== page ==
China’s economic growth appears to have slowed significantly at the start of the year, raising questions about the government’s ability to hit its expansion targets without exacerbating strains on the financial system. Despite the impact of the Lunar New Year, this decline is still considered as a big slide by economists. China’s Premier Li Keqiang said last year that the country could grow at a more modest 7.2% and still generate enough jobs to keep unemployment down and avert social unrest. Some observers say China should allow growth to slow as it transitions away from an economy dependent on credit-fueled investment to one in which higher levels of consumption play a greater role. Activity in China’s factories shrank again in February, a preliminary private survey found on Thursday, reinforcing concerns of a minor slowdown in the economy and spooking markets across the region. In spite of the concern express by many observers, the very strong trade data for January suggests a positive note on the Chinese manufacturing outlook.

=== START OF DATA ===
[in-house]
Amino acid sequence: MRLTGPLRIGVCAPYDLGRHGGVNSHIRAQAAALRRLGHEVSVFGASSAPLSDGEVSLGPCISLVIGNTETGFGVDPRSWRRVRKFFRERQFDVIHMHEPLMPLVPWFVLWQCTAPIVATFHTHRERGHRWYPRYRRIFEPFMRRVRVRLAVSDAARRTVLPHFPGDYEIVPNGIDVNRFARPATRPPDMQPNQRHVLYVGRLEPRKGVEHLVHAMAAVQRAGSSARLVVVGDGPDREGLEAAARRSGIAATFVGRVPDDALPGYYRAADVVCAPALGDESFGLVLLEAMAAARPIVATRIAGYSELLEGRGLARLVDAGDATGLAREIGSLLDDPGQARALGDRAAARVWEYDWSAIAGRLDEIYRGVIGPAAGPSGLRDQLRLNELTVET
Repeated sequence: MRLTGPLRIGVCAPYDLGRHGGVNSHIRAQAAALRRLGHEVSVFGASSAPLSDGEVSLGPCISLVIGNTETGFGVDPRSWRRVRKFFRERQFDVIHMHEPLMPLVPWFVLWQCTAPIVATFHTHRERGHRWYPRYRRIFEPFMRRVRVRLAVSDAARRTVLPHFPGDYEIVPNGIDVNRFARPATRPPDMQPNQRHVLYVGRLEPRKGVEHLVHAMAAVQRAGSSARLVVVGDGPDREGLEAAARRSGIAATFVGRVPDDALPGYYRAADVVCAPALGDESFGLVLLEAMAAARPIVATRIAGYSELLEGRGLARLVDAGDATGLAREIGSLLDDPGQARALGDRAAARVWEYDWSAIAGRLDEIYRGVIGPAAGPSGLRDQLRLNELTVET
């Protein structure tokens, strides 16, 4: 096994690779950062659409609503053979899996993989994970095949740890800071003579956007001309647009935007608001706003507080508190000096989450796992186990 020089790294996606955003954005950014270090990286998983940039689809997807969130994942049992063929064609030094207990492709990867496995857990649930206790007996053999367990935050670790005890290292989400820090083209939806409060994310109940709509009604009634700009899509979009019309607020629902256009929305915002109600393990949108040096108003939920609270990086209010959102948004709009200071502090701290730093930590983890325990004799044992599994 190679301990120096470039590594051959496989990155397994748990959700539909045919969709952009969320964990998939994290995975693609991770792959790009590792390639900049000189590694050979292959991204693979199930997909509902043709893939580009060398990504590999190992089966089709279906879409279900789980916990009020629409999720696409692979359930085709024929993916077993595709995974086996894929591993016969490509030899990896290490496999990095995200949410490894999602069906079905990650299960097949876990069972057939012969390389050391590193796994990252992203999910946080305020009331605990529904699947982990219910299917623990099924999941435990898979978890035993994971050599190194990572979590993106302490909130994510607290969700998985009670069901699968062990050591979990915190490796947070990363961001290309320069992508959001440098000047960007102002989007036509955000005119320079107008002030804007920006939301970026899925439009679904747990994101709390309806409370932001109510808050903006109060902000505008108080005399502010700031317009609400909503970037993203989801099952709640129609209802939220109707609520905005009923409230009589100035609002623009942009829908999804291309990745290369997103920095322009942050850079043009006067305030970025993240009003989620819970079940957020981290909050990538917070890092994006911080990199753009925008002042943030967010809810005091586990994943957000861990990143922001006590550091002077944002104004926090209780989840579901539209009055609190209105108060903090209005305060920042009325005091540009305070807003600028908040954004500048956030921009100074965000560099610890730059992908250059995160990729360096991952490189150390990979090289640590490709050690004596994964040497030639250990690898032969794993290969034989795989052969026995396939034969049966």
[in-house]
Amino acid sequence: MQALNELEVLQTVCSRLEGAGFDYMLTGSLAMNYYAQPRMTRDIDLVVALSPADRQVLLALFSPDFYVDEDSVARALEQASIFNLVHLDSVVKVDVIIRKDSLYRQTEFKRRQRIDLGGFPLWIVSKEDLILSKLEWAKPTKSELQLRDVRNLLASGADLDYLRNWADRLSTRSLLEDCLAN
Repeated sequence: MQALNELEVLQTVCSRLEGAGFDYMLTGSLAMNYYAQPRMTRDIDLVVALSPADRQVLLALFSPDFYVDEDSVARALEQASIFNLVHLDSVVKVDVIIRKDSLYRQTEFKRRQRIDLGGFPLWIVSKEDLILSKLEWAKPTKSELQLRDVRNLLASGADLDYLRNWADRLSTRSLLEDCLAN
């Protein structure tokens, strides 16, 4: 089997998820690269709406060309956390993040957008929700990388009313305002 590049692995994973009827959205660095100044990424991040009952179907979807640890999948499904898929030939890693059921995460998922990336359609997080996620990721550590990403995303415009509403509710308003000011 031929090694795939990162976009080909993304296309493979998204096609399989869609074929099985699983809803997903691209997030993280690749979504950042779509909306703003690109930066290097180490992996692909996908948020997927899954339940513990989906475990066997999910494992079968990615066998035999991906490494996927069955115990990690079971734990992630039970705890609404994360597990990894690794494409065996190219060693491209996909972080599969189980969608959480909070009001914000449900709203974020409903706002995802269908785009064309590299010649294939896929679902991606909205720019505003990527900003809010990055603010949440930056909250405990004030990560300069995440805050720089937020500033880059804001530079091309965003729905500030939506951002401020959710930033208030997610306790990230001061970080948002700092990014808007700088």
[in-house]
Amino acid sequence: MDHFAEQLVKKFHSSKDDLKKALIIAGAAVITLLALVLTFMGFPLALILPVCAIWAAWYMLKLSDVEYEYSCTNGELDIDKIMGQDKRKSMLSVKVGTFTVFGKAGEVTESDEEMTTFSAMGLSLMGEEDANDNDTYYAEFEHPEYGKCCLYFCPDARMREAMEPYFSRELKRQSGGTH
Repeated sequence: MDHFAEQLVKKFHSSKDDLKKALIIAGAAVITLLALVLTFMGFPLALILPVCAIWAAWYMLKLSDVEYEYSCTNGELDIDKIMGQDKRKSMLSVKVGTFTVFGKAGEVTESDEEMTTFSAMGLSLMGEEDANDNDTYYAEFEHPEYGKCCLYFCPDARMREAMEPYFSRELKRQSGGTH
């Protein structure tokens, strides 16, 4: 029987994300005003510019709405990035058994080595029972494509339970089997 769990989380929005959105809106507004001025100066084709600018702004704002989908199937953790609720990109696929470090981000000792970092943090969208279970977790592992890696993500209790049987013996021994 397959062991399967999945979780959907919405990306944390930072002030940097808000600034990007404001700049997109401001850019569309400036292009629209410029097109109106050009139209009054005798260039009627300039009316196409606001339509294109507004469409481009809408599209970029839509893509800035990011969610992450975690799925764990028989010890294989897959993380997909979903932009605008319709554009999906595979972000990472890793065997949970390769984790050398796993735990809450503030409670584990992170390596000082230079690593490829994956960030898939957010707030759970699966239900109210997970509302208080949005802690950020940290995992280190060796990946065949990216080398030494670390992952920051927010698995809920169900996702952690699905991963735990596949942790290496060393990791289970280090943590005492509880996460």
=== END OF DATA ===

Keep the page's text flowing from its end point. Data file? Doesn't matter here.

October 4, 2013
October 25, 2013
February 18, 2014
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SR: The Week’s China Reads
Every week, China Program’s Senior Advisor Dr. Robert A. Kapp compiles a reading list and provides commentary, for you to better understand China.
Robert A. Kapp is senior advisor to the China Program at the Carter Center. He has been principal of Robert A. Kapp and Associates, a business consulting firm, since 2004. From 1994 through 2004 he served as President of the United States-China Business Council…